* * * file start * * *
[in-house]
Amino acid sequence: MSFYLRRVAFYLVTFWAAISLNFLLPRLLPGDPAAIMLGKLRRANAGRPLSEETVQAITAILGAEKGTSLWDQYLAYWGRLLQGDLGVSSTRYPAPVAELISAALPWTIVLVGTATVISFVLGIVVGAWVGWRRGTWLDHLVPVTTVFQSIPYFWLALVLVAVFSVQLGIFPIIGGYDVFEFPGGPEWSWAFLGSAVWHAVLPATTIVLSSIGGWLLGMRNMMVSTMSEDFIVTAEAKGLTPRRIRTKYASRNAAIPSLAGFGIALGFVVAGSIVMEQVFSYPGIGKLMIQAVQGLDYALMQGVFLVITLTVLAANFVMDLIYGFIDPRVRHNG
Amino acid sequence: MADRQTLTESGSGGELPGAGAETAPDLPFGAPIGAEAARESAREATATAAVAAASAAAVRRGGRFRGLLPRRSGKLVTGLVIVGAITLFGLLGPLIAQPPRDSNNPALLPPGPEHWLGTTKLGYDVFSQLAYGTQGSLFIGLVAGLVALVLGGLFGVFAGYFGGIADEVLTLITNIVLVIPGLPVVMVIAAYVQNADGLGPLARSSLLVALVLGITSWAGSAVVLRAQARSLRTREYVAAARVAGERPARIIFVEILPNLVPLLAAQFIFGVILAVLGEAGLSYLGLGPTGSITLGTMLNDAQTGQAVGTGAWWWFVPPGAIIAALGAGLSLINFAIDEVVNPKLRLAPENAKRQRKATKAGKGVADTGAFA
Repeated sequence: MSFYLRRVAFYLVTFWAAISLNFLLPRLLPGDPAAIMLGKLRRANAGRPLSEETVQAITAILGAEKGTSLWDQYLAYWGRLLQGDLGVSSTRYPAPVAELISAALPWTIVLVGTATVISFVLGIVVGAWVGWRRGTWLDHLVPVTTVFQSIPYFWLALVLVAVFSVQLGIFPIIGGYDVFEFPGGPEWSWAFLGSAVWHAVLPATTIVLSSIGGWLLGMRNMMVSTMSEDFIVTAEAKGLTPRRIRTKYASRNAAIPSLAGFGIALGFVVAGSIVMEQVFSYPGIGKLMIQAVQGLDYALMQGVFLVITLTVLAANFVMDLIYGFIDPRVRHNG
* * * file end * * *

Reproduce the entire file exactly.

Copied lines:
[in-house]
Amino acid sequence: MSFYLRRVAFYLVTFWAAISLNFLLPRLLPGDPAAIMLGKLRRANAGRPLSEETVQAITAILGAEKGTSLWDQYLAYWGRLLQGDLGVSSTRYPAPVAELISAALPWTIVLVGTATVISFVLGIVVGAWVGWRRGTWLDHLVPVTTVFQSIPYFWLALVLVAVFSVQLGIFPIIGGYDVFEFPGGPEWSWAFLGSAVWHAVLPATTIVLSSIGGWLLGMRNMMVSTMSEDFIVTAEAKGLTPRRIRTKYASRNAAIPSLAGFGIALGFVVAGSIVMEQVFSYPGIGKLMIQAVQGLDYALMQGVFLVITLTVLAANFVMDLIYGFIDPRVRHNG
Amino acid sequence: MADRQTLTESGSGGELPGAGAETAPDLPFGAPIGAEAARESAREATATAAVAAASAAAVRRGGRFRGLLPRRSGKLVTGLVIVGAITLFGLLGPLIAQPPRDSNNPALLPPGPEHWLGTTKLGYDVFSQLAYGTQGSLFIGLVAGLVALVLGGLFGVFAGYFGGIADEVLTLITNIVLVIPGLPVVMVIAAYVQNADGLGPLARSSLLVALVLGITSWAGSAVVLRAQARSLRTREYVAAARVAGERPARIIFVEILPNLVPLLAAQFIFGVILAVLGEAGLSYLGLGPTGSITLGTMLNDAQTGQAVGTGAWWWFVPPGAIIAALGAGLSLINFAIDEVVNPKLRLAPENAKRQRKATKAGKGVADTGAFA
Repeated sequence: MSFYLRRVAFYLVTFWAAISLNFLLPRLLPGDPAAIMLGKLRRANAGRPLSEETVQAITAILGAEKGTSLWDQYLAYWGRLLQGDLGVSSTRYPAPVAELISAALPWTIVLVGTATVISFVLGIVVGAWVGWRRGTWLDHLVPVTTVFQSIPYFWLALVLVAVFSVQLGIFPIIGGYDVFEFPGGPEWSWAFLGSAVWHAVLPATTIVLSSIGGWLLGMRNMMVSTMSEDFIVTAEAKGLTPRRIRTKYASRNAAIPSLAGFGIALGFVVAGSIVMEQVFSYPGIGKLMIQAVQGLDYALMQGVFLVITLTVLAANFVMDLIYGFIDPRVRHNG